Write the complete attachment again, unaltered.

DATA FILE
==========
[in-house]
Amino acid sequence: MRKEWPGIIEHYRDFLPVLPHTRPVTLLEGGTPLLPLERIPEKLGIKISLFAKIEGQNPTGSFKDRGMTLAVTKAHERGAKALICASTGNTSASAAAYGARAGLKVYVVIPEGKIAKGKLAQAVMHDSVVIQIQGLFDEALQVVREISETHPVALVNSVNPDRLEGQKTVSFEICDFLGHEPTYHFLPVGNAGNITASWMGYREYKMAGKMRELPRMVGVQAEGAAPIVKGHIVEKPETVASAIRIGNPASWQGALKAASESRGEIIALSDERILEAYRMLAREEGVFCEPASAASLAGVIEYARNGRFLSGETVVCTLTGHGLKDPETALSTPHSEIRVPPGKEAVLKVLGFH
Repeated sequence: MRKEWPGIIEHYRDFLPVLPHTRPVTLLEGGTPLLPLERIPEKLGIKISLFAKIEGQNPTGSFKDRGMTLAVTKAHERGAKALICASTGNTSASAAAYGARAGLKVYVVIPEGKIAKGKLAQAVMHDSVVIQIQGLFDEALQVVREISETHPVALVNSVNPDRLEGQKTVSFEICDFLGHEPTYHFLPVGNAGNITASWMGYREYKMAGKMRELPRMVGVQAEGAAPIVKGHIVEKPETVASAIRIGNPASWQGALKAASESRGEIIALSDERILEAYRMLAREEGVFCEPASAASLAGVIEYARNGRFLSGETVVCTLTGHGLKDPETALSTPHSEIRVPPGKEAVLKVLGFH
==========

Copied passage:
[in-house]
Amino acid sequence: MRKEWPGIIEHYRDFLPVLPHTRPVTLLEGGTPLLPLERIPEKLGIKISLFAKIEGQNPTGSFKDRGMTLAVTKAHERGAKALICASTGNTSASAAAYGARAGLKVYVVIPEGKIAKGKLAQAVMHDSVVIQIQGLFDEALQVVREISETHPVALVNSVNPDRLEGQKTVSFEICDFLGHEPTYHFLPVGNAGNITASWMGYREYKMAGKMRELPRMVGVQAEGAAPIVKGHIVEKPETVASAIRIGNPASWQGALKAASESRGEIIALSDERILEAYRMLAREEGVFCEPASAASLAGVIEYARNGRFLSGETVVCTLTGHGLKDPETALSTPHSEIRVPPGKEAVLKVLGFH
Repeated sequence: MRKEWPGIIEHYRDFLPVLPHTRPVTLLEGGTPLLPLERIPEKLGIKISLFAKIEGQNPTGSFKDRGMTLAVTKAHERGAKALICASTGNTSASAAAYGARAGLKVYVVIPEGKIAKGKLAQAVMHDSVVIQIQGLFDEALQVVREISETHPVALVNSVNPDRLEGQKTVSFEICDFLGHEPTYHFLPVGNAGNITASWMGYREYKMAGKMRELPRMVGVQAEGAAPIVKGHIVEKPETVASAIRIGNPASWQGALKAASESRGEIIALSDERILEAYRMLAREEGVFCEPASAASLAGVIEYARNGRFLSGETVVCTLTGHGLKDPETALSTPHSEIRVPPGKEAVLKVLGFH